After his death, the Yale University library received the bulk of Goodman's personal collection including many private never-before-heard recordings and rare unpublished photos.

cali57 noted the following in the Forum: Albert Camus wrote, in 1963: "What gives value to travel is fear. It is the fact that, at a certain moment, when we are so far from our own country... we are seized by a vague fear, and the instinctive desire to go back to the protection of old habits. This is the most obvious benefit of travel. At that moment we are feverish but also porous, so that the slightest touch makes us quiver to the depths of our being... There is no pleasure in traveling, and I look upon it as an occasion for spiritual testing... Travel, which is like a greater and graver science, brings us back to ourselves."

Guitar Transcriptions of Hejira

Hejira has been recorded by 21 others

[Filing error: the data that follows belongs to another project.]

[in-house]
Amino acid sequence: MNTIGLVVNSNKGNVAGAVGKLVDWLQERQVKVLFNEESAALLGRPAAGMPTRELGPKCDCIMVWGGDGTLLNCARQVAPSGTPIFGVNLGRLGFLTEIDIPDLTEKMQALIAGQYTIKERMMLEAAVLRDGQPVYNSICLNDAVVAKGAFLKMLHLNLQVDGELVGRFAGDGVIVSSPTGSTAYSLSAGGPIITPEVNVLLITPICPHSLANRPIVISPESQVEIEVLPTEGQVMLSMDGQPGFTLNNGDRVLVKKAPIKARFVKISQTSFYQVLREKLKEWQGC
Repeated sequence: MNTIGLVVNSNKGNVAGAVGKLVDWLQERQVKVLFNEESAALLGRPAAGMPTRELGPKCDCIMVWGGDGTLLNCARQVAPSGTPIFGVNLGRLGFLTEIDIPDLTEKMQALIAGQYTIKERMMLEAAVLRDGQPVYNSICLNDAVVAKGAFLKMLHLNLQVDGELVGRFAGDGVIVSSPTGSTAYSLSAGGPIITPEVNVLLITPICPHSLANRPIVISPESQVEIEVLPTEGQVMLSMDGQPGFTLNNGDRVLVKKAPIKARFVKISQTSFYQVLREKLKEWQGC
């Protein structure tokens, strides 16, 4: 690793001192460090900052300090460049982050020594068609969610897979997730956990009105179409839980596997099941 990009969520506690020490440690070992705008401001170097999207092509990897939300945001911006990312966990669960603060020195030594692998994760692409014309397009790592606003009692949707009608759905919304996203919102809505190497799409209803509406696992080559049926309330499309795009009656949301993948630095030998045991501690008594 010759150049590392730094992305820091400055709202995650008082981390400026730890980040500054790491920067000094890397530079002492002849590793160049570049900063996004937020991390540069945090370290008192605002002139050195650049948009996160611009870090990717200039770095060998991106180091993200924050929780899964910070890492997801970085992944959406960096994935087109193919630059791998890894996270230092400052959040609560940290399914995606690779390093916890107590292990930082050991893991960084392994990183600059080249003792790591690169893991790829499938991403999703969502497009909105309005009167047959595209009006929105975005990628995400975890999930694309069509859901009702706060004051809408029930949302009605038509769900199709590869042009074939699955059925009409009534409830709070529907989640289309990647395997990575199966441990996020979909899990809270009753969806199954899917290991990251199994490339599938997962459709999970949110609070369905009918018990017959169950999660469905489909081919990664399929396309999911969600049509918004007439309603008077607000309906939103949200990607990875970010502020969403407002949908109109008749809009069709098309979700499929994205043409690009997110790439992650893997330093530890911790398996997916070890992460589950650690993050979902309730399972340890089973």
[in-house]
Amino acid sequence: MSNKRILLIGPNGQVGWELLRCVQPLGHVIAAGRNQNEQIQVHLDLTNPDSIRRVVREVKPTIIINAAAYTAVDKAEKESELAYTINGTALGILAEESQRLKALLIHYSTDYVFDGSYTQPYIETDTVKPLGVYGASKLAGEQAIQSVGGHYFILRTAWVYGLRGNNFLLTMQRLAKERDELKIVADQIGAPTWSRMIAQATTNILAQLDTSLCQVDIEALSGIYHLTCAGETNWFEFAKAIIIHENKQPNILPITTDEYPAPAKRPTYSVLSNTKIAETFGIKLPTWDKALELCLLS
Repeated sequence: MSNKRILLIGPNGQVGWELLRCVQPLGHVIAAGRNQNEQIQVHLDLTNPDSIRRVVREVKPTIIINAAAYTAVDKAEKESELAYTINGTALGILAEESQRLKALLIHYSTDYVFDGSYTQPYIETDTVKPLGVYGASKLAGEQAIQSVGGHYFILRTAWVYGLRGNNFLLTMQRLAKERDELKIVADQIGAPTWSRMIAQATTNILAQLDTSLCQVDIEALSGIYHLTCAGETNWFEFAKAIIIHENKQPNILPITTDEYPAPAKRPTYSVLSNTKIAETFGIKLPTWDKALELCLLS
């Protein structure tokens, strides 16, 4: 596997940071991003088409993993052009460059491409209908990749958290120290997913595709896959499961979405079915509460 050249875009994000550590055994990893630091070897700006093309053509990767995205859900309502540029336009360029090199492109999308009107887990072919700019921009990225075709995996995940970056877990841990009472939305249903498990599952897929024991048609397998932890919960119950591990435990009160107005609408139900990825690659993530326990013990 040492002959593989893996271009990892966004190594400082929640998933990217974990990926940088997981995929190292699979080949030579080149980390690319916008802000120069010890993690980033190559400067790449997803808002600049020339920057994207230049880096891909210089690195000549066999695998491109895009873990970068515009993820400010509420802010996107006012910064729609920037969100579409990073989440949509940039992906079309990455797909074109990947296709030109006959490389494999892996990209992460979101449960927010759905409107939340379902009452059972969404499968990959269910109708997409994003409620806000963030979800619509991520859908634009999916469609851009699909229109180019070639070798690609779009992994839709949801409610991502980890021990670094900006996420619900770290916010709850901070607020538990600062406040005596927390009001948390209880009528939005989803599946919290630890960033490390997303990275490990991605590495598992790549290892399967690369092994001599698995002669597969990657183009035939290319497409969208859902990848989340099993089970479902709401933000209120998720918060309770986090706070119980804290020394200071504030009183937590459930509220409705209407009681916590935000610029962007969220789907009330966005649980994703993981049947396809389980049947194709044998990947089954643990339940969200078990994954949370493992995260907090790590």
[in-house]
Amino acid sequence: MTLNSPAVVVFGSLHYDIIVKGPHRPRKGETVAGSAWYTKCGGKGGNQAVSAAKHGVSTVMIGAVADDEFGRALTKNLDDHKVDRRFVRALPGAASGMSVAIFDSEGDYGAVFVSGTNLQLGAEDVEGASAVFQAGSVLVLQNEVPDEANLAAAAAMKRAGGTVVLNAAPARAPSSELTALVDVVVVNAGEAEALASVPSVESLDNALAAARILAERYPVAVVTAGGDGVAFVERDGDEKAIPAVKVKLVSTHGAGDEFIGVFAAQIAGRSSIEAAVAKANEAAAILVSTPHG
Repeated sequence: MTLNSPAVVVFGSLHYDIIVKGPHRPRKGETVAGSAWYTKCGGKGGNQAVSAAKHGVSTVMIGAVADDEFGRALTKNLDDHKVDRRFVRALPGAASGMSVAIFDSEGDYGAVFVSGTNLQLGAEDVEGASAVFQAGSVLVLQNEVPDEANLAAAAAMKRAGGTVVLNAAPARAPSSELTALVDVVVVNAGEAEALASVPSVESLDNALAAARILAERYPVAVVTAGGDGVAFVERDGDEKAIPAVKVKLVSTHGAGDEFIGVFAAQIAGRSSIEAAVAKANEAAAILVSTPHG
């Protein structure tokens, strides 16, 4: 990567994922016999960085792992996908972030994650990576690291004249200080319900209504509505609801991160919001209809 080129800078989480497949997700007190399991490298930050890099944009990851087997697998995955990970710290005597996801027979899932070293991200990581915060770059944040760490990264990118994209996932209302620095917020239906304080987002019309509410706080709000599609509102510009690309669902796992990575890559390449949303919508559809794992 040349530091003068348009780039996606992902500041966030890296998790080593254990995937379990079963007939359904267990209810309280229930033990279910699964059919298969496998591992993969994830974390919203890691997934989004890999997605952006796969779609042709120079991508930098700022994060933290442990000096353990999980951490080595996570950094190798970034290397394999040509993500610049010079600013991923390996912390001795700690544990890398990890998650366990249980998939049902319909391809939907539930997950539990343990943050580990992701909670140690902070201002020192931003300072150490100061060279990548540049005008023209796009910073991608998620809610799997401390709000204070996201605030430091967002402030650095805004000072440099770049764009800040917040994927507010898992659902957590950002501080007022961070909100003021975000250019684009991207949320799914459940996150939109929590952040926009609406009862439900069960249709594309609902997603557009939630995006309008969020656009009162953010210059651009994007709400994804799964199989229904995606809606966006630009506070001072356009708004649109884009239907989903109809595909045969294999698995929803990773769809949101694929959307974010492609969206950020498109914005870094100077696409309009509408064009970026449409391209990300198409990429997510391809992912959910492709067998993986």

• A Bird That Whistles (from "A Bird That Whistles" - 1996)
  • Ahunchain, Felipe  (from "Each So Deep And Superficial " - 2015)
  • Alvarez, Guada (from "Homenaje a Joni Mitchell IX Festival Ondas de Jazz en la cuidad" - 2015)
  • Anne, Emely  (from "The Way Home" - 2011)
  • Blanchart, Dirk (from "Europe Blue (Remastered) [Extended Edition 2012]" - 2012) [buy at Amazon]
  • Butcher, Aimée  (from "The World Is Alright" - 2015) [buy at Amazon]
  • Caputo, Valeria (- )
  • D'Agostina, Simona (- )
  • Diane And Bob (from "Blackberry Winter" - 2014) [buy at Amazon]
  • Jackman, Vanessa (- 2007)
  • Jacob Fred Jazz Odyssey (from "Live Performance" - 2003)
  • James "Jez" Graham & The Trio (from "Monday" - 2003)
  • Jones, Robert (- )
  • Kadoos (from "Joni Goes Dutch" - 2014)
  • Kevin Halporn & Flor Guillén  (from "HalpornGuillén" - 2010) [buy at Amazon]
  • Khan, Chaka  (from "A Case Of Joni" - )
  • Michael Paz Band (from "PazFest - The New Orleans Tribute to Joni Mitchell at the Howlin' Wolf" - 2002)
  • Persico, Sara (- 2015)
  • Robin Adler & Mutts of the Planet (from "Hejira Live" - 2014)
  • Tatyana Balakirsky & Alex Nadjarov (from "Live at MuzEnergo-4" - 2008)
  • Will Taylor And Strings Attached (from "Back To The Garden: A Tribute To Joni Mitchell" - 2007)
  • [more information on recordings by other artists]